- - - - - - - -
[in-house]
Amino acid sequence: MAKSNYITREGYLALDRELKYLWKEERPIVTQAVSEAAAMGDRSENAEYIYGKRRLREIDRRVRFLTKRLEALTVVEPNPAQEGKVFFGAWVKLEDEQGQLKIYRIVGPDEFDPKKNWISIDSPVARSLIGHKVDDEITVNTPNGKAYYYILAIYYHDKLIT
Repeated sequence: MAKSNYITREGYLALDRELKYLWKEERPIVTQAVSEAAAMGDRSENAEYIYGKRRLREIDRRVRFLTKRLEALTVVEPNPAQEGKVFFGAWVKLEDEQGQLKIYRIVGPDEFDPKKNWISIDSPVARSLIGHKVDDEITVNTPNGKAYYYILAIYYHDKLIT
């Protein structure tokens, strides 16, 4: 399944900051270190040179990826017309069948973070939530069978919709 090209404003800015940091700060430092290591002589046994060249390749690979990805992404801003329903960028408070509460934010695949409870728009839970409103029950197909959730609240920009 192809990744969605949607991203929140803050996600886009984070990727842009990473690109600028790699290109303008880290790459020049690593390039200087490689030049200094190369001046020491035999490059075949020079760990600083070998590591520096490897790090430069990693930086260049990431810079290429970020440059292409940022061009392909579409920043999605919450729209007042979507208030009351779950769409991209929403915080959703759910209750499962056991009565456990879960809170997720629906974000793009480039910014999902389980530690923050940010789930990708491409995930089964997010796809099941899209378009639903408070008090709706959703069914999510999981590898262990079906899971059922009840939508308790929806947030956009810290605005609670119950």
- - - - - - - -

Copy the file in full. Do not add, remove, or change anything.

[in-house]
Amino acid sequence: MAKSNYITREGYLALDRELKYLWKEERPIVTQAVSEAAAMGDRSENAEYIYGKRRLREIDRRVRFLTKRLEALTVVEPNPAQEGKVFFGAWVKLEDEQGQLKIYRIVGPDEFDPKKNWISIDSPVARSLIGHKVDDEITVNTPNGKAYYYILAIYYHDKLIT
Repeated sequence: MAKSNYITREGYLALDRELKYLWKEERPIVTQAVSEAAAMGDRSENAEYIYGKRRLREIDRRVRFLTKRLEALTVVEPNPAQEGKVFFGAWVKLEDEQGQLKIYRIVGPDEFDPKKNWISIDSPVARSLIGHKVDDEITVNTPNGKAYYYILAIYYHDKLIT
């Protein structure tokens, strides 16, 4: 399944900051270190040179990826017309069948973070939530069978919709 090209404003800015940091700060430092290591002589046994060249390749690979990805992404801003329903960028408070509460934010695949409870728009839970409103029950197909959730609240920009 192809990744969605949607991203929140803050996600886009984070990727842009990473690109600028790699290109303008880290790459020049690593390039200087490689030049200094190369001046020491035999490059075949020079760990600083070998590591520096490897790090430069990693930086260049990431810079290429970020440059292409940022061009392909579409920043999605919450729209007042979507208030009351779950769409991209929403915080959703759910209750499962056991009565456990879960809170997720629906974000793009480039910014999902389980530690923050940010789930990708491409995930089964997010796809099941899209378009639903408070008090709706959703069914999510999981590898262990079906899971059922009840939508308790929806947030956009810290605005609670119950």